This weekend, La Conner is the host of the 6th Biennial Skagit River Poetry Festival. Poets from all over the world (and fans) are giving (and attending) talks and workshops all over the town. Due to the length of the post, I will break it into sections so it is easier to read. (Part Two).
On Friday, I was able to join the local high school group as a chaperon, and attend several of the events throughout the day. Here is a brief review of what I attended, who was there, and some memorable quotes from poets.
The day opened up with a Poetry Sampler at the Museum of Northwest Art with four poets: 13th US Poet Laureate Ted Koozer, Valzhyna Mort, Terrance Hayes, and Matthew Dickman.
All images are from the Skagit River Poetry Festival poet bio page. I claim no rights to them, and encourage you to see the original page to learn about the poets.
Ted Koozer, despite his title of Poet Laureate, didn't call attention to it until after a few poems. He described growing up in Nebraska, and how he worked at an insurance company for many years until he was a Vice President. "You work in a job like that long enough, and soon you float to the top like a corpse full of gas," he said. He got in the habit of writing poetry early mornings before work; often wakening at 4:30, and writing until 7 before he got ready for the day's work.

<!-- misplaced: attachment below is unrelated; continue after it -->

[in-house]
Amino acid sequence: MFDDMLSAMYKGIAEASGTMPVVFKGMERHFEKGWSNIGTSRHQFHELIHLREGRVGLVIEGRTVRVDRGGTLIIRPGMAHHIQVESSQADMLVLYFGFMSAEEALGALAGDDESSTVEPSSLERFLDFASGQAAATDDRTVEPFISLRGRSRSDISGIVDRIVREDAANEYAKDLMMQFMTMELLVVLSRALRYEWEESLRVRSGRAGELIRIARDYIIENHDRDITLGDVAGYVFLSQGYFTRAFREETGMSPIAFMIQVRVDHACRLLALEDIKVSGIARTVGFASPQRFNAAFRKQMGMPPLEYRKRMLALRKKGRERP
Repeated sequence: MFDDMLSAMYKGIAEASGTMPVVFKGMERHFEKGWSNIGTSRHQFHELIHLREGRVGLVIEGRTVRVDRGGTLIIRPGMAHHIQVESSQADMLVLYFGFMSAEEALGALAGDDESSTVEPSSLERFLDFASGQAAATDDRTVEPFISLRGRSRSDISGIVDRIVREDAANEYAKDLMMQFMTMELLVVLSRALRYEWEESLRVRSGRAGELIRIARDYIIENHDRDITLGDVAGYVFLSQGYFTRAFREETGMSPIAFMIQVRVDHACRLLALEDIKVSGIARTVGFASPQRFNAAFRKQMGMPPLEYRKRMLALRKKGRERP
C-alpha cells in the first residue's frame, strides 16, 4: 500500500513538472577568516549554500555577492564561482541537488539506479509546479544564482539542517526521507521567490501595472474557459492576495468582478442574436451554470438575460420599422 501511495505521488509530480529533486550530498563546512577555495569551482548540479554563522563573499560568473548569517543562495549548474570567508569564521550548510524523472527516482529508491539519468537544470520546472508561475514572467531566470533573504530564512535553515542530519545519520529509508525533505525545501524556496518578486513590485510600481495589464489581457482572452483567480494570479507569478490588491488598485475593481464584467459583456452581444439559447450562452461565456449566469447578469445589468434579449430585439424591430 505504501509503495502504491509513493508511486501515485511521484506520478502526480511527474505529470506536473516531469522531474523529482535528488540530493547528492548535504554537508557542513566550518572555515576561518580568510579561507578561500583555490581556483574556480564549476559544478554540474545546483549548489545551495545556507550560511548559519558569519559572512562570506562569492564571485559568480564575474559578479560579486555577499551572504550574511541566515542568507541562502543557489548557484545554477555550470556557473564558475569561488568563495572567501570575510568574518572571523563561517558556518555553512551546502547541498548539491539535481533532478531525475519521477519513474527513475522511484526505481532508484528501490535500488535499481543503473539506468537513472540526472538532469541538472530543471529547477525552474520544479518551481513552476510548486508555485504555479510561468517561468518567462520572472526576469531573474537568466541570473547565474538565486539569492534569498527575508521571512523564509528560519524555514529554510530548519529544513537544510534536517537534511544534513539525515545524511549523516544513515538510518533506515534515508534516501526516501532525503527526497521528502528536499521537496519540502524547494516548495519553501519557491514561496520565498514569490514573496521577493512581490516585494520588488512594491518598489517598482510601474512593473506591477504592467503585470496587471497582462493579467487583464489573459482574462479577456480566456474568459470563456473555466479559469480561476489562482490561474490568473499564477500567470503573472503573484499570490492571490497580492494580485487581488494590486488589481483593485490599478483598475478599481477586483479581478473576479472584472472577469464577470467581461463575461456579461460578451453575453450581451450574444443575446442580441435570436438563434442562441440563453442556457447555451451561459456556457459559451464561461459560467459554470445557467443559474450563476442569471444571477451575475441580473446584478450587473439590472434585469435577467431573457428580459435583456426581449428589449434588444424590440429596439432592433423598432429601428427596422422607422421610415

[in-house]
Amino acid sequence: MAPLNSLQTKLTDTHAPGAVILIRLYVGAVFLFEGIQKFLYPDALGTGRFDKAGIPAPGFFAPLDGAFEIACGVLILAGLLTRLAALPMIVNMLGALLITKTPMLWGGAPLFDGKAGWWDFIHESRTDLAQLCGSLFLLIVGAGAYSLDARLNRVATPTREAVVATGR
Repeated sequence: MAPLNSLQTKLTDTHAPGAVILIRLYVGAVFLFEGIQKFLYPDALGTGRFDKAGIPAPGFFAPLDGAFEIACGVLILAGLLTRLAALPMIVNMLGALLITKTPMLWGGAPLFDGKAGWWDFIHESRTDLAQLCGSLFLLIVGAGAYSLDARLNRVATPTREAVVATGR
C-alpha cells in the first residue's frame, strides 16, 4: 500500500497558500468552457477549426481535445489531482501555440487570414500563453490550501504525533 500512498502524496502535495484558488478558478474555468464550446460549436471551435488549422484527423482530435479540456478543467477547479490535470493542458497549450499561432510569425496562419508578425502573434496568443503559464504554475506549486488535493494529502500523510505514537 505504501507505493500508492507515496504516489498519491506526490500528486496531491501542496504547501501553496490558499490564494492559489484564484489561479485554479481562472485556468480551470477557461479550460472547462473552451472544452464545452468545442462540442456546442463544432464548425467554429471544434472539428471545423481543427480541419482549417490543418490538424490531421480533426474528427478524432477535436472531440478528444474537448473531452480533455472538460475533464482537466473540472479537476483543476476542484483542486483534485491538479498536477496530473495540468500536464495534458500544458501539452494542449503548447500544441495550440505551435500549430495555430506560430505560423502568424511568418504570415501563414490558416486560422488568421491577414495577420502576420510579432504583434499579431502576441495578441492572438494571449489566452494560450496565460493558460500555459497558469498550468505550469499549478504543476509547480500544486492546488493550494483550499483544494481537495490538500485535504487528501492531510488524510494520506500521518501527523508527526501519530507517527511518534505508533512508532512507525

I wish I was able to see (and hear) more of his work. It was sad to see such a great figure in US Literature being interrupted by a group of late students tramping loudly up the metal stairs of the museum.
Next up, the young and petite Valzhyna Mort took the stage, and without an introduction jumped right into a fierce and intense rendition of her poem Belarusian I (which can be found at the link on her name above). Her Belorussian accent seeped into the poem and made it all the more intense and memorable. The first words that came to mind about her poetry were "harsh" and "lashing," but not in a negative way, just as an observation.
Once she introduced herself she said: "You are all high schoolers? I hate high school. And I hate high schoolers." Thinking she was joking, everyone laughed loudly, to which she replied (broken quoting on my part): "High school is the worst part of your lives...You all think you are the shit... don't know how many of you are having sex. You think this is sex you are having. You have no idea."
The audience of teens (and adults) really liked her comments, and her poetry. Even though she could belt out and whip-lash poetry out in her accent, as soon as she wasn't "performing" and just speaking, her voice was shaky and she looked nervous. I thought it was interesting--having performed in front of people before--that all she needed to be comfortable is reading poetry as almost another character: The quick-tongued Belorussian poet. (Look her up on YouTube to hear her performances--less harsh though).
Right after Valzhyna finished up with her poem, White Apples in two languages--original Belorussian, and English for a comparison--then Terrance Hayes came up.